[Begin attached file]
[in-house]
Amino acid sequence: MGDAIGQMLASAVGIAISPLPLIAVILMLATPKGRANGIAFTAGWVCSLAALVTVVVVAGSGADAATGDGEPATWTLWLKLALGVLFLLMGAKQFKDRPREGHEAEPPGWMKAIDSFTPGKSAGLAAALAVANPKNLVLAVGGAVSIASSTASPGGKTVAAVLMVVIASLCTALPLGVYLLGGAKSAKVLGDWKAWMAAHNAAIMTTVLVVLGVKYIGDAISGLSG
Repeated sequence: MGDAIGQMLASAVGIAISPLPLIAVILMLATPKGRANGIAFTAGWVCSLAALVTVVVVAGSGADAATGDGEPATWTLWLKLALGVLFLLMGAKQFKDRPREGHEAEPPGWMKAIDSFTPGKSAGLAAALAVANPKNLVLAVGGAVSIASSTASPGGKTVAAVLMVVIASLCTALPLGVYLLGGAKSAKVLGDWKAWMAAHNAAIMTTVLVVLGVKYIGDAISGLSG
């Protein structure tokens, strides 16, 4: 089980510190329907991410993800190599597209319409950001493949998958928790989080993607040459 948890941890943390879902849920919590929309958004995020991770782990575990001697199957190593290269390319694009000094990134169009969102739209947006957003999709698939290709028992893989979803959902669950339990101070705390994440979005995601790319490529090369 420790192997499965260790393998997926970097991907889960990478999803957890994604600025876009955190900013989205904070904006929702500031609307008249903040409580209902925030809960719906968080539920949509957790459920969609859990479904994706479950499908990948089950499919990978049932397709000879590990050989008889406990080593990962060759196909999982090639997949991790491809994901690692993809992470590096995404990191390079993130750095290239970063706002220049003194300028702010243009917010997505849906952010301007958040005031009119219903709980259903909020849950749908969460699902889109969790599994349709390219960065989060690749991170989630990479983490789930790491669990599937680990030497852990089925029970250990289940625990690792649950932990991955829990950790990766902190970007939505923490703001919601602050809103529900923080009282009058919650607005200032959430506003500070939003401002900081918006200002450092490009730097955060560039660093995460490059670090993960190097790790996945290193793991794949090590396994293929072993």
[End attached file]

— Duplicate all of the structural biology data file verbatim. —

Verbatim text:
[in-house]
Amino acid sequence: MGDAIGQMLASAVGIAISPLPLIAVILMLATPKGRANGIAFTAGWVCSLAALVTVVVVAGSGADAATGDGEPATWTLWLKLALGVLFLLMGAKQFKDRPREGHEAEPPGWMKAIDSFTPGKSAGLAAALAVANPKNLVLAVGGAVSIASSTASPGGKTVAAVLMVVIASLCTALPLGVYLLGGAKSAKVLGDWKAWMAAHNAAIMTTVLVVLGVKYIGDAISGLSG
Repeated sequence: MGDAIGQMLASAVGIAISPLPLIAVILMLATPKGRANGIAFTAGWVCSLAALVTVVVVAGSGADAATGDGEPATWTLWLKLALGVLFLLMGAKQFKDRPREGHEAEPPGWMKAIDSFTPGKSAGLAAALAVANPKNLVLAVGGAVSIASSTASPGGKTVAAVLMVVIASLCTALPLGVYLLGGAKSAKVLGDWKAWMAAHNAAIMTTVLVVLGVKYIGDAISGLSG
């Protein structure tokens, strides 16, 4: 089980510190329907991410993800190599597209319409950001493949998958928790989080993607040459 948890941890943390879902849920919590929309958004995020991770782990575990001697199957190593290269390319694009000094990134169009969102739209947006957003999709698939290709028992893989979803959902669950339990101070705390994440979005995601790319490529090369 420790192997499965260790393998997926970097991907889960990478999803957890994604600025876009955190900013989205904070904006929702500031609307008249903040409580209902925030809960719906968080539920949509957790459920969609859990479904994706479950499908990948089950499919990978049932397709000879590990050989008889406990080593990962060759196909999982090639997949991790491809994901690692993809992470590096995404990191390079993130750095290239970063706002220049003194300028702010243009917010997505849906952010301007958040005031009119219903709980259903909020849950749908969460699902889109969790599994349709390219960065989060690749991170989630990479983490789930790491669990599937680990030497852990089925029970250990289940625990690792649950932990991955829990950790990766902190970007939505923490703001919601602050809103529900923080009282009058919650607005200032959430506003500070939003401002900081918006200002450092490009730097955060560039660093995460490059670090993960190097790790996945290193793991794949090590396994293929072993």